3. Brookings: How Hepatitis C is Shining a Light on Critical Gaps in Payment Reform
Also commenting last week on Hep C, Kavita Patel, Morgan H. Romine and Gregory W. Daniel, write for The Brookings Institution, “In virtually all other aspects of health care, payment and delivery reforms are achieving a palpable shift away from volume and intensity toward patient-centered, higher value care...In this blog post, we consider alternative payment policies that could help to ensure that – despite their potentially high cost – breakthrough treatments are consistently delivering value to patients and that the health care system is addressing inefficiencies in the delivery and total costs of care.” Click here to view the full article.
4. Boston Globe: Portal Promotes Patient-Centered Multiple Sclerosis Research
Robert Weisman of The Boston Globe wrote, “[PCORI] last year issued $100 million in grants to health care providers and patient networks to get patients more involved in medical research and to promote studies that compare the effectiveness of various drugs for individual patients...The grants are part of a broader shift in medicine to customize the diagnosis and treatment of each patient on diseases from cancers to cystic fibrosis to multiple sclerosis. Having large databases of patients' records and therapies is critical to that effort.” Click here to view the full article.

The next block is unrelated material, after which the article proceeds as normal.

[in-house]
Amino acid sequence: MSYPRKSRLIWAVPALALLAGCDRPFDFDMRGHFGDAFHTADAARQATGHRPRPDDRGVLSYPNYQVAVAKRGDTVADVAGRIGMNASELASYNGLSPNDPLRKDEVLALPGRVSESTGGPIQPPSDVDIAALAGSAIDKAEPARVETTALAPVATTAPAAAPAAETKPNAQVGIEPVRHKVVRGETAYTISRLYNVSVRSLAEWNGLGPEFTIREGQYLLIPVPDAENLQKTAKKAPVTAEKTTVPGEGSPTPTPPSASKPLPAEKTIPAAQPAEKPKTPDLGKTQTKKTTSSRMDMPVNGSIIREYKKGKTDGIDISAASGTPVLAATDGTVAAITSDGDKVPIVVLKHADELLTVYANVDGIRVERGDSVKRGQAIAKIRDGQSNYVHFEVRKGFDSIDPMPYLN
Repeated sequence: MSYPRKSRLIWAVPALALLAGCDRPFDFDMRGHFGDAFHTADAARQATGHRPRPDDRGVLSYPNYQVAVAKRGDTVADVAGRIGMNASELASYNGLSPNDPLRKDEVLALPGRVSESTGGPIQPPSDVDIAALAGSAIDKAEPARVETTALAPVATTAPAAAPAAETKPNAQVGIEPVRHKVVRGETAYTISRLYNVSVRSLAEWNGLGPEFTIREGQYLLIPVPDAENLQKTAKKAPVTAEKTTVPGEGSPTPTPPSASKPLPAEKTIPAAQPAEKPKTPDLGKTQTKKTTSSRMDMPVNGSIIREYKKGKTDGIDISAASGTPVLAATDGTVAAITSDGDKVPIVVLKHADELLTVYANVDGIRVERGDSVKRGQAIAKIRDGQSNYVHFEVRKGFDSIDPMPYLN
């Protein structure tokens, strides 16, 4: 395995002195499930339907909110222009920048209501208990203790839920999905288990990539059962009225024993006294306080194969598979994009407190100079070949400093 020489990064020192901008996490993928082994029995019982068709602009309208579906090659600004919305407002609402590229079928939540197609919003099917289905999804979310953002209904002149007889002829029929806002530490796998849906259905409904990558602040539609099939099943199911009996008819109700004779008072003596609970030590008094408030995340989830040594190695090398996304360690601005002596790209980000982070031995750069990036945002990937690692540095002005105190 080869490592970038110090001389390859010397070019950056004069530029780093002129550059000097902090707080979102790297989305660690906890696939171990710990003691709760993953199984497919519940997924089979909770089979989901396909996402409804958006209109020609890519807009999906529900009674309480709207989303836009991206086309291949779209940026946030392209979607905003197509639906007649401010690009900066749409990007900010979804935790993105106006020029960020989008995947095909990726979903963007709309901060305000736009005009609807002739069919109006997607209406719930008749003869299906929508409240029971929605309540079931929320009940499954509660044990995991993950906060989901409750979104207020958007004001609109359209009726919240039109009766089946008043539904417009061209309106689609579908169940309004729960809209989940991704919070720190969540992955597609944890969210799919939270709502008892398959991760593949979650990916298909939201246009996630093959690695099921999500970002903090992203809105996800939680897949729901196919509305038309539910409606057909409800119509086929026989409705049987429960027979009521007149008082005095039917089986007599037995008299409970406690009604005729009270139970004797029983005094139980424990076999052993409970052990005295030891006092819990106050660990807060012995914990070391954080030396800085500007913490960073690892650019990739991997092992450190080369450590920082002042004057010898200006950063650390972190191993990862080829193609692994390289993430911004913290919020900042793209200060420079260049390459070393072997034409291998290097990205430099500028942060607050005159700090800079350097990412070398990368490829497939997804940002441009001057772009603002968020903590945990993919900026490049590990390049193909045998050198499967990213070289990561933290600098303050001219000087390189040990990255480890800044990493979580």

5. Brookings: The Significance of President Obama's Precision Medicine Initiative
Additionally from The Brookings Institution, Gregory W. Daniel and Morgan Romine comment, “Traditional drug development programs have relied on a ‘one-size-fits-all’ approach, which tests drugs for specific therapeutic areas and uses a representative sample of patients with that disease. The promise of increasingly-targeted, precision medicine is in moving beyond that approach by using available science to deliver the most effective treatment possible, while also minimizing the potential for patients to receive unnecessary treatments that do not benefit them.” Click here to view the full article.
6. CEA: New Paper: Medicare Is Scrutinizing Evidence More Tightly for National Coverage Determinations